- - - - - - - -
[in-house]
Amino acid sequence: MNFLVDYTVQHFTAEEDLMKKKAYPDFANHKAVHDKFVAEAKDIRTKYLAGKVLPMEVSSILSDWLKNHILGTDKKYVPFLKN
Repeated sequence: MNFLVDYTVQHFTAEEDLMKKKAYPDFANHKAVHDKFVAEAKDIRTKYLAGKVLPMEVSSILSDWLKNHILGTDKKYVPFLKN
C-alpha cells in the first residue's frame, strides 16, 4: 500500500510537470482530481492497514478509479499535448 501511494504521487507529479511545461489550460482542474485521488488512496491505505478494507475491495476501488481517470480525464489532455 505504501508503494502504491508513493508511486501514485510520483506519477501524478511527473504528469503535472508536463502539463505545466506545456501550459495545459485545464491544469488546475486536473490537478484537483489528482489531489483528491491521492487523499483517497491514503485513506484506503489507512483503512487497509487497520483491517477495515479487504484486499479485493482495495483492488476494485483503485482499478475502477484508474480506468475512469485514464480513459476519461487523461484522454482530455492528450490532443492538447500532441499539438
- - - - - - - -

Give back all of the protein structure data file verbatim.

[in-house]
Amino acid sequence: MNFLVDYTVQHFTAEEDLMKKKAYPDFANHKAVHDKFVAEAKDIRTKYLAGKVLPMEVSSILSDWLKNHILGTDKKYVPFLKN
Repeated sequence: MNFLVDYTVQHFTAEEDLMKKKAYPDFANHKAVHDKFVAEAKDIRTKYLAGKVLPMEVSSILSDWLKNHILGTDKKYVPFLKN
C-alpha cells in the first residue's frame, strides 16, 4: 500500500510537470482530481492497514478509479499535448 501511494504521487507529479511545461489550460482542474485521488488512496491505505478494507475491495476501488481517470480525464489532455 505504501508503494502504491508513493508511486501514485510520483506519477501524478511527473504528469503535472508536463502539463505545466506545456501550459495545459485545464491544469488546475486536473490537478484537483489528482489531489483528491491521492487523499483517497491514503485513506484506503489507512483503512487497509487497520483491517477495515479487504484486499479485493482495495483492488476494485483503485482499478475502477484508474480506468475512469485514464480513459476519461487523461484522454482530455492528450490532443492538447500532441499539438